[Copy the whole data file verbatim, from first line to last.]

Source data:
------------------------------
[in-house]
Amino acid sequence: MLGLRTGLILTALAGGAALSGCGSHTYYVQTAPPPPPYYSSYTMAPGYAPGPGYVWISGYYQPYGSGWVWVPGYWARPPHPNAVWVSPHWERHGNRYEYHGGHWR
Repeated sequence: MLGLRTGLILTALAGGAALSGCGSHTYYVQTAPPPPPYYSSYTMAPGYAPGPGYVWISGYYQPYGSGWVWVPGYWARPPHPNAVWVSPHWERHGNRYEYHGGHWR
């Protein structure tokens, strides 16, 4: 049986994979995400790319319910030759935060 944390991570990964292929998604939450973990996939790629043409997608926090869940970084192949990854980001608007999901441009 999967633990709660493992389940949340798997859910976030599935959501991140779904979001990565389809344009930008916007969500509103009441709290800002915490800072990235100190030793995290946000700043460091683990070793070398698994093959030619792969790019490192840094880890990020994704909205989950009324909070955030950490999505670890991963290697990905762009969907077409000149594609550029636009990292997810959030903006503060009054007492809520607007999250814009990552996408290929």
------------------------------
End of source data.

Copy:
[in-house]
Amino acid sequence: MLGLRTGLILTALAGGAALSGCGSHTYYVQTAPPPPPYYSSYTMAPGYAPGPGYVWISGYYQPYGSGWVWVPGYWARPPHPNAVWVSPHWERHGNRYEYHGGHWR
Repeated sequence: MLGLRTGLILTALAGGAALSGCGSHTYYVQTAPPPPPYYSSYTMAPGYAPGPGYVWISGYYQPYGSGWVWVPGYWARPPHPNAVWVSPHWERHGNRYEYHGGHWR
């Protein structure tokens, strides 16, 4: 049986994979995400790319319910030759935060 944390991570990964292929998604939450973990996939790629043409997608926090869940970084192949990854980001608007999901441009 999967633990709660493992389940949340798997859910976030599935959501991140779904979001990565389809344009930008916007969500509103009441709290800002915490800072990235100190030793995290946000700043460091683990070793070398698994093959030619792969790019490192840094880890990020994704909205989950009324909070955030950490999505670890991963290697990905762009969907077409000149594609550029636009990292997810959030903006503060009054007492809520607007999250814009990552996408290929």